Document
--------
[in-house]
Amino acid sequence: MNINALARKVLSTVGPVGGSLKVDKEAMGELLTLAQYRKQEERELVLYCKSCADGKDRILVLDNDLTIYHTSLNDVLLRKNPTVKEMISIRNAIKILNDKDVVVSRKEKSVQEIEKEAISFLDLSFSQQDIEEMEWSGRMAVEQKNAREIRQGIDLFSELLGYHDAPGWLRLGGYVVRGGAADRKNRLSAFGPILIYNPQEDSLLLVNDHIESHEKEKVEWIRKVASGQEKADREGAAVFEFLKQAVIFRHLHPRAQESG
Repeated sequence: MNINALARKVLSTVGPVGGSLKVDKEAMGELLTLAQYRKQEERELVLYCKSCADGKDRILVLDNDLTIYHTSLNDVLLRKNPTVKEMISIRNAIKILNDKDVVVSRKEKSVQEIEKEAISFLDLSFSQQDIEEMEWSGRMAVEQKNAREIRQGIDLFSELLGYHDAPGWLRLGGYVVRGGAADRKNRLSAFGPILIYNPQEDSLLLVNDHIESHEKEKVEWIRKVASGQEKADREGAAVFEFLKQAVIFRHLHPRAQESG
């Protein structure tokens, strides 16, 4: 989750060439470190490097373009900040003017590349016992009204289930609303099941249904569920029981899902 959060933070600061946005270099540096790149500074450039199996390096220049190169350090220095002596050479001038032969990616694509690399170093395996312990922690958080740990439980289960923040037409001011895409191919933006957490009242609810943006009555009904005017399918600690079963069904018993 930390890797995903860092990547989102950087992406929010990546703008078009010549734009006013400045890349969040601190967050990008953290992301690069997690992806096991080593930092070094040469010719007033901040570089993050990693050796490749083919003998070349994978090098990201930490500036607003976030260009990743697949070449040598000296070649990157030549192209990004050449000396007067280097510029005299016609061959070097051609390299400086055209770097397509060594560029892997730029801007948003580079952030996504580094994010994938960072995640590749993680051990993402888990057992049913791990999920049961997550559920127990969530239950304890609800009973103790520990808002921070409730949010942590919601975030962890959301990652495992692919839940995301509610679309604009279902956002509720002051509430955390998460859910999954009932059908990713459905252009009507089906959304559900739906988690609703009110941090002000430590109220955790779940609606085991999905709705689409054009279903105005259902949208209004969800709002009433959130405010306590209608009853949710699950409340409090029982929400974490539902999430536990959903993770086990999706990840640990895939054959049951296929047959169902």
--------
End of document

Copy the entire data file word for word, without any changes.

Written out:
[in-house]
Amino acid sequence: MNINALARKVLSTVGPVGGSLKVDKEAMGELLTLAQYRKQEERELVLYCKSCADGKDRILVLDNDLTIYHTSLNDVLLRKNPTVKEMISIRNAIKILNDKDVVVSRKEKSVQEIEKEAISFLDLSFSQQDIEEMEWSGRMAVEQKNAREIRQGIDLFSELLGYHDAPGWLRLGGYVVRGGAADRKNRLSAFGPILIYNPQEDSLLLVNDHIESHEKEKVEWIRKVASGQEKADREGAAVFEFLKQAVIFRHLHPRAQESG
Repeated sequence: MNINALARKVLSTVGPVGGSLKVDKEAMGELLTLAQYRKQEERELVLYCKSCADGKDRILVLDNDLTIYHTSLNDVLLRKNPTVKEMISIRNAIKILNDKDVVVSRKEKSVQEIEKEAISFLDLSFSQQDIEEMEWSGRMAVEQKNAREIRQGIDLFSELLGYHDAPGWLRLGGYVVRGGAADRKNRLSAFGPILIYNPQEDSLLLVNDHIESHEKEKVEWIRKVASGQEKADREGAAVFEFLKQAVIFRHLHPRAQESG
């Protein structure tokens, strides 16, 4: 989750060439470190490097373009900040003017590349016992009204289930609303099941249904569920029981899902 959060933070600061946005270099540096790149500074450039199996390096220049190169350090220095002596050479001038032969990616694509690399170093395996312990922690958080740990439980289960923040037409001011895409191919933006957490009242609810943006009555009904005017399918600690079963069904018993 930390890797995903860092990547989102950087992406929010990546703008078009010549734009006013400045890349969040601190967050990008953290992301690069997690992806096991080593930092070094040469010719007033901040570089993050990693050796490749083919003998070349994978090098990201930490500036607003976030260009990743697949070449040598000296070649990157030549192209990004050449000396007067280097510029005299016609061959070097051609390299400086055209770097397509060594560029892997730029801007948003580079952030996504580094994010994938960072995640590749993680051990993402888990057992049913791990999920049961997550559920127990969530239950304890609800009973103790520990808002921070409730949010942590919601975030962890959301990652495992692919839940995301509610679309604009279902956002509720002051509430955390998460859910999954009932059908990713459905252009009507089906959304559900739906988690609703009110941090002000430590109220955790779940609606085991999905709705689409054009279903105005259902949208209004969800709002009433959130405010306590209608009853949710699950409340409090029982929400974490539902999430536990959903993770086990999706990840640990895939054959049951296929047959169902």